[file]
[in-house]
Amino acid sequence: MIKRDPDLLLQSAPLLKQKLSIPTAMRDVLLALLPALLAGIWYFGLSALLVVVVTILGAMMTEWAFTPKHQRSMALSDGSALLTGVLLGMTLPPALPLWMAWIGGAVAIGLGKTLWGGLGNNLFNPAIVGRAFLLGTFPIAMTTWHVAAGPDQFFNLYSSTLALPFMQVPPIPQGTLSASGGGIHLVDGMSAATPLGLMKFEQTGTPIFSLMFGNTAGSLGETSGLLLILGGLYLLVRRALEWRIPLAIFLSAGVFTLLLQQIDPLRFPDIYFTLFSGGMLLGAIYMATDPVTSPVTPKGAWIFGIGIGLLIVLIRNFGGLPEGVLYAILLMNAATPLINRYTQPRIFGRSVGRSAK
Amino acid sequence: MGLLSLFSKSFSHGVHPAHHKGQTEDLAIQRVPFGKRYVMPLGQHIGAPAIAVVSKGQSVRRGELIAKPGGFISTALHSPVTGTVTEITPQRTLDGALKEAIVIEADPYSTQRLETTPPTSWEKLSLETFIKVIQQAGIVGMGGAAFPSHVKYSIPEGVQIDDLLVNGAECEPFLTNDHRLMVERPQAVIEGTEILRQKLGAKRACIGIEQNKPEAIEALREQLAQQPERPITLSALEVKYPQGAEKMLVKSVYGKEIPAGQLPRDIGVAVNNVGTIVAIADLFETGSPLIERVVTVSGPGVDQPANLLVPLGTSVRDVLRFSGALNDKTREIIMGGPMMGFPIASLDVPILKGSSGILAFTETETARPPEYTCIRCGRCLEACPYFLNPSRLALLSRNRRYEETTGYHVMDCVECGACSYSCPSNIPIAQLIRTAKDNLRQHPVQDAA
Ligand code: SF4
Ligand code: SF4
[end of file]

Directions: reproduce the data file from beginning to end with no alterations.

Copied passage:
[in-house]
Amino acid sequence: MIKRDPDLLLQSAPLLKQKLSIPTAMRDVLLALLPALLAGIWYFGLSALLVVVVTILGAMMTEWAFTPKHQRSMALSDGSALLTGVLLGMTLPPALPLWMAWIGGAVAIGLGKTLWGGLGNNLFNPAIVGRAFLLGTFPIAMTTWHVAAGPDQFFNLYSSTLALPFMQVPPIPQGTLSASGGGIHLVDGMSAATPLGLMKFEQTGTPIFSLMFGNTAGSLGETSGLLLILGGLYLLVRRALEWRIPLAIFLSAGVFTLLLQQIDPLRFPDIYFTLFSGGMLLGAIYMATDPVTSPVTPKGAWIFGIGIGLLIVLIRNFGGLPEGVLYAILLMNAATPLINRYTQPRIFGRSVGRSAK
Amino acid sequence: MGLLSLFSKSFSHGVHPAHHKGQTEDLAIQRVPFGKRYVMPLGQHIGAPAIAVVSKGQSVRRGELIAKPGGFISTALHSPVTGTVTEITPQRTLDGALKEAIVIEADPYSTQRLETTPPTSWEKLSLETFIKVIQQAGIVGMGGAAFPSHVKYSIPEGVQIDDLLVNGAECEPFLTNDHRLMVERPQAVIEGTEILRQKLGAKRACIGIEQNKPEAIEALREQLAQQPERPITLSALEVKYPQGAEKMLVKSVYGKEIPAGQLPRDIGVAVNNVGTIVAIADLFETGSPLIERVVTVSGPGVDQPANLLVPLGTSVRDVLRFSGALNDKTREIIMGGPMMGFPIASLDVPILKGSSGILAFTETETARPPEYTCIRCGRCLEACPYFLNPSRLALLSRNRRYEETTGYHVMDCVECGACSYSCPSNIPIAQLIRTAKDNLRQHPVQDAA
Ligand code: SF4
Ligand code: SF4